The Oberlin Review

Americans Must Resist Russian Influence

Editorial Board

February 23, 2018

In May 2016, as Donald Trump’s campaign snowballed into a force of nature, a quiet conversation at the Kensington Wine Rooms between George Papadopoulos, a foreign policy advisor to the campaign, and Australian diplomat Alexander Downer took on the distinct scent of a smoking gun. Having overindulged in the establishment’s titular offering, Papadopoulos mentioned to Downer that Joseph Mifsud — a professor with connections to Russia — had indicated that the foreign government had “dirt” on Hillary Clinton, instigating a push to connect Trump to Russian efforts to discredit the Democratic candidate. Downer was not the confidant Papadopoulos may have expected, and provided the tip that would kick off a clandes...

Brazile Revelations Must Be Carefully Evaluated

Xander Kott, Contributing Writer

November 10, 2017

Donna Brazile, the former interim chairwoman of the Democratic National Committee, made waves last week by publishing an excerpt of her new book Hacks: The Inside Story of the Break-ins and Breakdowns That Put Donald Trump in the White House. Brazile asserts that her book tells some “hard truths.” The book, published Tuesday, Nov. 7, makes a number of explosive claims about Hillary Clinton’s 2016 presidential campaign. Among those claims is that the DNC made an unethical, but legal, agreement with the Clinton campaign, stipulating that Clinton would be given near-complete control of the party in exchange for fundraising and financial support. The agreement was signed by Amy Dacey, former CEO of the DNC, and Robb...

Stalinist Left Attempts to Silence Free Speech

Bob Gross, Oberlin Visitor

February 10, 2017

To the Editors: As much as those on the left see Trump as a Hitler in the White House, moderates like myself see the left as wanting a Stalin in the White House. In Stalin’s Soviet Union, speaking the truth resulted in a prison sentence — perhaps even execution. In a Stalinist manner, the left uses political correctness to silence free speech and dissenting thought, even willing to use violence against anyone who differs from them. In Stalin’s Soviet Union, the people believed the government was lying to them and government propaganda was printed in the newspapers. Except for the leftists in this country, the people didn’t believe what Hillary Clinton was telling them during her campaign, and they also be...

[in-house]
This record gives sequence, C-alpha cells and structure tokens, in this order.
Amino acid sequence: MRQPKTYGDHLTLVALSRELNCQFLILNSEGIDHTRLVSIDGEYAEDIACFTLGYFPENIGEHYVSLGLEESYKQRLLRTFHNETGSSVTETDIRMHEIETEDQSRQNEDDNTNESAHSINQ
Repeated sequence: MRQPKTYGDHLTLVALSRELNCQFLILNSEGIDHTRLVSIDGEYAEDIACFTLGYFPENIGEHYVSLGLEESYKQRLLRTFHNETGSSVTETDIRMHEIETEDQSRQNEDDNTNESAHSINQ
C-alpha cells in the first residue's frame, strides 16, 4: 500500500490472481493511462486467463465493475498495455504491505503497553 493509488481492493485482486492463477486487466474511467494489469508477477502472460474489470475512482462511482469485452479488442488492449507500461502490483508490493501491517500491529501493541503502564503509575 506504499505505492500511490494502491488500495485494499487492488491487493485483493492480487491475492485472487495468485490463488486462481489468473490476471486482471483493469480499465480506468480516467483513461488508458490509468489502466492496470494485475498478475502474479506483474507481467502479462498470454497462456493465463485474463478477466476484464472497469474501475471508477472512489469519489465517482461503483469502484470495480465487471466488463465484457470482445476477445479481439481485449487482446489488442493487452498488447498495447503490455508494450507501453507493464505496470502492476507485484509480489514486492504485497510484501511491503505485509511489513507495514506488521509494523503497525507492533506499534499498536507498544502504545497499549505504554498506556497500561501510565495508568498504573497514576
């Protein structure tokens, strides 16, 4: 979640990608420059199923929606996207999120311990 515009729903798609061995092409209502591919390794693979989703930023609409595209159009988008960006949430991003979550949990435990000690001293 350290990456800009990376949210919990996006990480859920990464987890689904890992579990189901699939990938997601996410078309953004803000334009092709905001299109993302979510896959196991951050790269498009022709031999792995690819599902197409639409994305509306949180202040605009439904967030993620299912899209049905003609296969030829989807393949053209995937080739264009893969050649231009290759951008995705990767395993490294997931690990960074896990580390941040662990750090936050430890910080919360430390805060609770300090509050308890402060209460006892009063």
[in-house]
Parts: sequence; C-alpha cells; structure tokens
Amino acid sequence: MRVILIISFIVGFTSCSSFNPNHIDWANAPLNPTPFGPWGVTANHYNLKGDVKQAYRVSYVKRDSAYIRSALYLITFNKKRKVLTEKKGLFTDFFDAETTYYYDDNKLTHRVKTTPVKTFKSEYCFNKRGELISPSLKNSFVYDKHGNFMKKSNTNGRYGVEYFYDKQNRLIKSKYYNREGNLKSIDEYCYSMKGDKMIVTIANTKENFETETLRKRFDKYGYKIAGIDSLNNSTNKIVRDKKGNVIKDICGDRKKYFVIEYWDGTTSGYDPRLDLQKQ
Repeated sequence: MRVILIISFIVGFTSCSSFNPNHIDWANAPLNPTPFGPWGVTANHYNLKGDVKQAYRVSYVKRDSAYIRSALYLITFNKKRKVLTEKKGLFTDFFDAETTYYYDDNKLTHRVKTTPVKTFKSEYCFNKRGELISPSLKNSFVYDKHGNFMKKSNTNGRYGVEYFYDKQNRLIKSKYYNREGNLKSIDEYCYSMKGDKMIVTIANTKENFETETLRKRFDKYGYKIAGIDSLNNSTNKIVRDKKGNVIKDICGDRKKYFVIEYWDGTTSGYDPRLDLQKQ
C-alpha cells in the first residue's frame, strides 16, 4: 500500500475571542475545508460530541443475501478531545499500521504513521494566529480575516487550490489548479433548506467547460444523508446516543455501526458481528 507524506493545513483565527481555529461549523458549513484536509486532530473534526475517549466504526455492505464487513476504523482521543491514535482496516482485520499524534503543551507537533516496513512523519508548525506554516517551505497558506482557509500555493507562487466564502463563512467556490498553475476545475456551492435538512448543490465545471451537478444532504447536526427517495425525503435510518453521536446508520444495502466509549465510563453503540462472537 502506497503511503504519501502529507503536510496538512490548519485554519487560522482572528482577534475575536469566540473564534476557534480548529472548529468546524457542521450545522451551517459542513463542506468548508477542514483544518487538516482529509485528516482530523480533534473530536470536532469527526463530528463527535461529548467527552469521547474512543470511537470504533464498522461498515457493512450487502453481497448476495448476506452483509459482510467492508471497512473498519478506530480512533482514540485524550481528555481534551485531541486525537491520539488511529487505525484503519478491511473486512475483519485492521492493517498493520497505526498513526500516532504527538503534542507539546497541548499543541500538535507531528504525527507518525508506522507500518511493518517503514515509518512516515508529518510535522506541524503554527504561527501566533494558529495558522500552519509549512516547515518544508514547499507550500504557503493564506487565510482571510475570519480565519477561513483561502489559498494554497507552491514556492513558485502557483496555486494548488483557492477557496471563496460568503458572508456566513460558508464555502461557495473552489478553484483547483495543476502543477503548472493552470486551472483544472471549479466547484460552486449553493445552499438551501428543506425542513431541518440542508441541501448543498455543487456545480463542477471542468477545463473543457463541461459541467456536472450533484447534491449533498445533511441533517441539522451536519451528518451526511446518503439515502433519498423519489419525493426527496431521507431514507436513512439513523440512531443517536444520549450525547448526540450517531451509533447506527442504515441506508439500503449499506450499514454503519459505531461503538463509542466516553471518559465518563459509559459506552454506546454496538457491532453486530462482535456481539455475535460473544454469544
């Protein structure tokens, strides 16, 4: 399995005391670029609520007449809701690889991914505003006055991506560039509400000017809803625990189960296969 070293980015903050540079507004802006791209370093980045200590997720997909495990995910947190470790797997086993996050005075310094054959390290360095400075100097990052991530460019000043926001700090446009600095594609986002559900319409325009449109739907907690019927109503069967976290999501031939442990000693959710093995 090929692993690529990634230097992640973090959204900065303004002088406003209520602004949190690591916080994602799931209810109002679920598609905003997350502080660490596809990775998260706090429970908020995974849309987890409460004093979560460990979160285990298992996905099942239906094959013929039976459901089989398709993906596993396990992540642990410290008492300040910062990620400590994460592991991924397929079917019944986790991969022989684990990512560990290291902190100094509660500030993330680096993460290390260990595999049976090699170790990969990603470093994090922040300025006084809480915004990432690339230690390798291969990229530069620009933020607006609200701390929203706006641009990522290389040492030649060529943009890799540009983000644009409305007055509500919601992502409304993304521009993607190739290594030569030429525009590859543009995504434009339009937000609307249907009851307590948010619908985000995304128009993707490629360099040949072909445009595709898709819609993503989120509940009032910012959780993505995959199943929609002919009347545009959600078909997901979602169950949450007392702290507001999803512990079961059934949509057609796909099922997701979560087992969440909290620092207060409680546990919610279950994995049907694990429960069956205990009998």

U.S. Should Rely on Constitution in Turbulent Times

Amber Scherer, Contributing Writer

February 3, 2017

In the months since the presidential election, I have heard people question our system of democracy. This is understandable, as the democratic process led to a result that many find abhorrent and in conflict with the United States’ core values. However, as we seek ways to resist Trump and move forward, we must follow the leads of former President Barack Obama, former Presidential candidate Hillary Clinton and former acting Attorney General Sally Yates and commit ourselves to abiding by the Constitution. From the moment the election results were announced, Obama and Clinton have been two of the staunchest advocates for a peaceful transition of power. Clinton accepted her loss in a stirring concession speech, aski...